Monochromatic color

From Wikipedia, the free encyclopedia
Jump to: navigation, search

Monochromatic colours are all the colours (tints, tones, and shades) of a single hue.

Example of a monochromatic colour scheme

Monochromatic colour schemes are derived from a single base hue and extended using its shades, tones and tints. Tints are achieved by adding white and shades and tones are achieved by adding a darker colour, gray or black.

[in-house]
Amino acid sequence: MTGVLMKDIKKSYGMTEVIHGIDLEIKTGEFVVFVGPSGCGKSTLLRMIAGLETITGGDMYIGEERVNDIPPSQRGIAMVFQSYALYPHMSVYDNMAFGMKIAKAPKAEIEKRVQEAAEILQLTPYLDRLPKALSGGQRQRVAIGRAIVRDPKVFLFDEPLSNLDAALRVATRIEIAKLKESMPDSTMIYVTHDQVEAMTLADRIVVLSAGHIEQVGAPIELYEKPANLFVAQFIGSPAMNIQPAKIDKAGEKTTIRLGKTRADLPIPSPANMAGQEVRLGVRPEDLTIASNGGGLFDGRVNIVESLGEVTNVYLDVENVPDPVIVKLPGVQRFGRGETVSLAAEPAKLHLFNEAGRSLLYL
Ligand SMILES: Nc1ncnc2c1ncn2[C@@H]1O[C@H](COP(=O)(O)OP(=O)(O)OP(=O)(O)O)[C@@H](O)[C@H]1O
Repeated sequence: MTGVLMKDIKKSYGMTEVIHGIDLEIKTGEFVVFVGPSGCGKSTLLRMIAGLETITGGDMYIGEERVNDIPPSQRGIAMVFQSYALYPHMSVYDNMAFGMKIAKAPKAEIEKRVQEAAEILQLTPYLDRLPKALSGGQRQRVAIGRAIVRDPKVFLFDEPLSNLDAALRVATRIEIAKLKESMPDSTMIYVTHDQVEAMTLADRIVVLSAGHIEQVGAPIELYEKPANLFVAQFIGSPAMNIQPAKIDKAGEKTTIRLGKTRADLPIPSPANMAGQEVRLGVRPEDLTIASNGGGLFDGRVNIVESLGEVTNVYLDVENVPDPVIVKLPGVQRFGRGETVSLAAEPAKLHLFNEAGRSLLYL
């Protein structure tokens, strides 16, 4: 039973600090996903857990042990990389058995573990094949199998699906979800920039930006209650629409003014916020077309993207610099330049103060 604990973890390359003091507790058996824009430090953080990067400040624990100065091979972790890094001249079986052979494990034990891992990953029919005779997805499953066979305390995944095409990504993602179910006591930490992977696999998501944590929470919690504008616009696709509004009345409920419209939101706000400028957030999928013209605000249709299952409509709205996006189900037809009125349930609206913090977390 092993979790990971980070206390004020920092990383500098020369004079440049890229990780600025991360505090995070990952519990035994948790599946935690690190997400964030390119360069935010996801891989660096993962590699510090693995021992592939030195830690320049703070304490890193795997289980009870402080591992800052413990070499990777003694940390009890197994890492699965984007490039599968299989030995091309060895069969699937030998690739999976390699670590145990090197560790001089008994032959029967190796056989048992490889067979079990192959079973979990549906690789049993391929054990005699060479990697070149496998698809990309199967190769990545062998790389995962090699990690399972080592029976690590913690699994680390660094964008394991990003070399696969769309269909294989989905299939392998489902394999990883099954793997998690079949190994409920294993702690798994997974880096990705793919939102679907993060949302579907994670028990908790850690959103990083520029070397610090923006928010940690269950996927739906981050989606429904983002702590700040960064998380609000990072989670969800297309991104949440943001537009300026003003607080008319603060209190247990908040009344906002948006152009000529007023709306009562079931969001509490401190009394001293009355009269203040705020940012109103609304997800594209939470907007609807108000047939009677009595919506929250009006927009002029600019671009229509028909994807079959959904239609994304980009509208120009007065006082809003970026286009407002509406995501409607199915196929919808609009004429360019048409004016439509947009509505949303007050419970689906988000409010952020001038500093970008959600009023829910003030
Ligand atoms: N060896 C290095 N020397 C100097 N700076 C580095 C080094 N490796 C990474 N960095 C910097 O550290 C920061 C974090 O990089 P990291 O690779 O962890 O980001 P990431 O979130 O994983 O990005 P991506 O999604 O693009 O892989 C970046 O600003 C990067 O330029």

Monochromatic colour schemes provide opportunities in art and visual communications design as they allow for a greater range of contrasting tones that can be used to attract attention, create focus and support legibility.

The use of a monochromatic colour provides a strong sense of visual cohesion and can help support communication objectives through the use of connotative colour. The relative absence of hue contrast can be offset by variations in tone and the addition of texture.[1]

See also[edit]


  1. ^ O'Connor, Z. (2014). Colour Combination Techniques. Sydney AUS: Design Research Associates.